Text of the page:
Remains Of 36 World War II Marines Returned To U.S.
MELISSA BLOCK, HOST:
This past weekend, flag-draped caskets bearing the remains of 36 Marines killed in World War II were flown home for identification and proper burial. The men were killed in the battle of Tarawa in the Pacific in 1943 and had been hastily buried there in mass graves. It was a vicious battle over three days. More than 1,000 Marines and sailors were killed, along with thousands of Japanese troops and Korean forced laborers. A documentary film from the time shows the bodies of Marines strewn on the beach and floating in the Pacific.
(SOUNDBITE OF DOCUMENTARY, "WITH THE MARINES AT TARAWA")
UNIDENTIFIED MAN: These are Marine dead. This is the price we have to pay for a war we didn't want.
BLOCK: First Lieutenant Alexander Bonnyman, Jr., is believed to be among those whose bodies have been recovered. His grandson, Clay Bonnyman Evans, joins me now to talk about this epic journey across generations. Mr. Evans, welcome.
CLAY BONNYMAN EVANS: Thanks, Melissa. Good to talk to you.
BLOCK: And what did you hear growing up about just what happened to your grandfather and how he died on the island of Betio?
EVANS: Well, my mother was the oldest child. She received the Medal of Honor, so that medal hung on the wall with a citation describing his actions as well as a portrait. So we did have that information, but really, honestly, it was very broad-brush. I mean, I understood that he had done an incredibly courageous thing in organizing and leading this assault that helped wrap up this battle, but very, very soft focus - not a lot of detail.
BLOCK: Clay, you have - you've hooked up with a nonprofit group called History Flight that tries to find veterans' bodies. You went to this island multiple times with them. Describe the work that they do and how they were trying to find these remains.
EVANS: They started with archival work in Washington libraries, the Marine Corps archives and so forth to come up with what's called casualty cards. These are index cards on which the information about where people were buried was recorded and had been kind of buried in the stacks. They started there. In 2008, they began using ground-penetrating radar. They used a cadaver detection K-9 named Buster from California, a remote aerial vehicle survey GPS - every tool they could. And then when they finally began doing their own field recoveries, there are archaeologists that Mark Noah, who runs History Flight, hires. They run the teams. They do it exactly professionally as archaeologists are trained to do. They grid out and they begin digging. It's quite a meticulous process.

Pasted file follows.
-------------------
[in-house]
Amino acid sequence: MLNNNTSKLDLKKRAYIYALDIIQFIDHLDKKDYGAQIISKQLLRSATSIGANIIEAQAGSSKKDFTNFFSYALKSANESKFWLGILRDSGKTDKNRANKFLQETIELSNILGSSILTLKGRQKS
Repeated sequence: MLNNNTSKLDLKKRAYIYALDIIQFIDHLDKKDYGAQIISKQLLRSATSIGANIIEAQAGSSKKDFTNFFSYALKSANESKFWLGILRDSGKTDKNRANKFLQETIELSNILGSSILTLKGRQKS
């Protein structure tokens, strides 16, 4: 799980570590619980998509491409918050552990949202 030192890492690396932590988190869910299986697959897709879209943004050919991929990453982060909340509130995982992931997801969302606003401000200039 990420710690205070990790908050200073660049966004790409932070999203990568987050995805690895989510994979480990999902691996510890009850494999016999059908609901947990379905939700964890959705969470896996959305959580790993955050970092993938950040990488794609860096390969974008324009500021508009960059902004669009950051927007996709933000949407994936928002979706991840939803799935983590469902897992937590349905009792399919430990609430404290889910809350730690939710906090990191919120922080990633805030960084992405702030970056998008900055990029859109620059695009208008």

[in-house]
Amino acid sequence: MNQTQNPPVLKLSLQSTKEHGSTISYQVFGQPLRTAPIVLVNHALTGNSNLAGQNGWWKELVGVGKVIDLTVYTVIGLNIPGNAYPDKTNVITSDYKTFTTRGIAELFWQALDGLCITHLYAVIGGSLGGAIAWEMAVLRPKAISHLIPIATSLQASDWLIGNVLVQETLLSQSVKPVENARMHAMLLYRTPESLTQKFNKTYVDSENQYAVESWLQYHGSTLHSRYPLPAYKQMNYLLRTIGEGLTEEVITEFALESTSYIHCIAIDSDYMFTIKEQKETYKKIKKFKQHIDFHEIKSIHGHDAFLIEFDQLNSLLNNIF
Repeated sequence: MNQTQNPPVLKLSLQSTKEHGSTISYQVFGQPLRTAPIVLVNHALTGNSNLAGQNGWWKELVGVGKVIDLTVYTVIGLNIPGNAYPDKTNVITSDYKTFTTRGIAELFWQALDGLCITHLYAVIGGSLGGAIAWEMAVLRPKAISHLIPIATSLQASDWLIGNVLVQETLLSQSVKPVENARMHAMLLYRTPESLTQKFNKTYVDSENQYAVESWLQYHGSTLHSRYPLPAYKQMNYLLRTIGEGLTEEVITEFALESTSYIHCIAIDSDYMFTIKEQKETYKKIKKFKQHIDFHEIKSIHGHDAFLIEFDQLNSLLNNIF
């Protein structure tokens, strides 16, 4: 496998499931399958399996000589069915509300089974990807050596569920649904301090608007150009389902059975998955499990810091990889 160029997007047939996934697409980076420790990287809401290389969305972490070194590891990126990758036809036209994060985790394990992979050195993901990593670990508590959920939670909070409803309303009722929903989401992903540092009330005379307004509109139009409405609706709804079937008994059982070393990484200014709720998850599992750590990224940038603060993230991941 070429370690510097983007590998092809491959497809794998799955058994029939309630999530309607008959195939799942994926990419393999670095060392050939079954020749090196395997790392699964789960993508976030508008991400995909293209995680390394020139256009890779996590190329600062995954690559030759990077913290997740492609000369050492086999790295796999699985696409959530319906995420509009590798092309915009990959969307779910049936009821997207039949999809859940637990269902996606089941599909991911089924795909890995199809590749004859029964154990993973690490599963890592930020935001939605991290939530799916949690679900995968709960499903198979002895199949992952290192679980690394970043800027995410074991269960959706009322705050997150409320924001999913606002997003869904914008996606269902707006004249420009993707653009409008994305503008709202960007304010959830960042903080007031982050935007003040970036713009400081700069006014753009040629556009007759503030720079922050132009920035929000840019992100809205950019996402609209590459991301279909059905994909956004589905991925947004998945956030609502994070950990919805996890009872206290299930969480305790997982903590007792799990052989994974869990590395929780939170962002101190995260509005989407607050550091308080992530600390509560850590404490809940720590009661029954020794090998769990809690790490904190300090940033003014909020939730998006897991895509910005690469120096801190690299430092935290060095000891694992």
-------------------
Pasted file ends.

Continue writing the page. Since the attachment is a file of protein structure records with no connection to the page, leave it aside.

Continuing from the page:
BLOCK: As you were watching these service members' remains be uncovered, what was that like?
EVANS: There are moments when you look at - all of them still have their boots. And it just makes you realize what real people they were. And mostly these were young men. They never had a life. And it's heartbreaking. I mean, sometimes there is hair. Sometimes there is identifying information and it just - when you step aside for just a moment, you feel the heartbreak and you feel really a swell of gratitude just knowing that they did what they did.
BLOCK: And what about the moment when you knew that's my grandfather?
EVANS: (Laughter) Kristen Baker, the archaeologist, knew that if we saw some very distinctive gold dental work - because my grandfather was older, he was quite wealthy. He had a mouthful of gold and nobody else recorded as buried in this trench had anything like that. And when Kristen said it's gold and when she just barely exposed the front side of his skull and jaw, I just dropped the camera. I just stopped filming and I had to take a few deep breaths. I had to wipe my eyes. I had to just step back and say this thing that everybody said was never going to happen for 70 years, History Flight has just made happen.
BLOCK: How old was your grandfather when he died?
EVANS: He was 33 years old.
BLOCK: Were there any artifacts, any clothing, anything with your grandfather's skeleton there?
EVANS: Yes. Most of the equipment was removed, but I pulled a lump of what was clearly metal out of what would have been his front hip pocket. And that turned out to be his Zippo lighter on which he'd scratched his initial B. We also found a belt buckle and a few other things, but very, very little whereas most of these Marines were killed on the first day of the battle and they had full battle rattle with them. They had ponchos, gas masks, ammo clips, anything you can imagine. My grandfather was very, very spare.
BLOCK: What does it mean to your family - if your grandfather's identification is officially confirmed by the military, what does it mean to have him home?
EVANS: I almost feel like I'm doing this on behalf of my great-grandparents. I didn't know my great-grandfather, but I did know my great-grandmother and my great uncle, and they were shattered and heartbroken. And they worked very hard to try to get his remains back. My mother has always been - it's been very painful for her, the loss of her father. And my auntie, you know, she was quite young. She doesn't remember, but I can hear in their voices when I talk to them how incredibly powerful and meaningful it is for them to get Sandy, as he was called, back home.
BLOCK: Well, Clay Evans, thanks so much for taking time to talk to us.
EVANS: Thank you, Melissa. I appreciate it.
BLOCK: And the family of First Lieutenant Alexander Bonnyman, Jr., plans to bury his remains in the family plot in Knoxville, Tenn., on September 27. Transcript provided by NPR, Copyright NPR.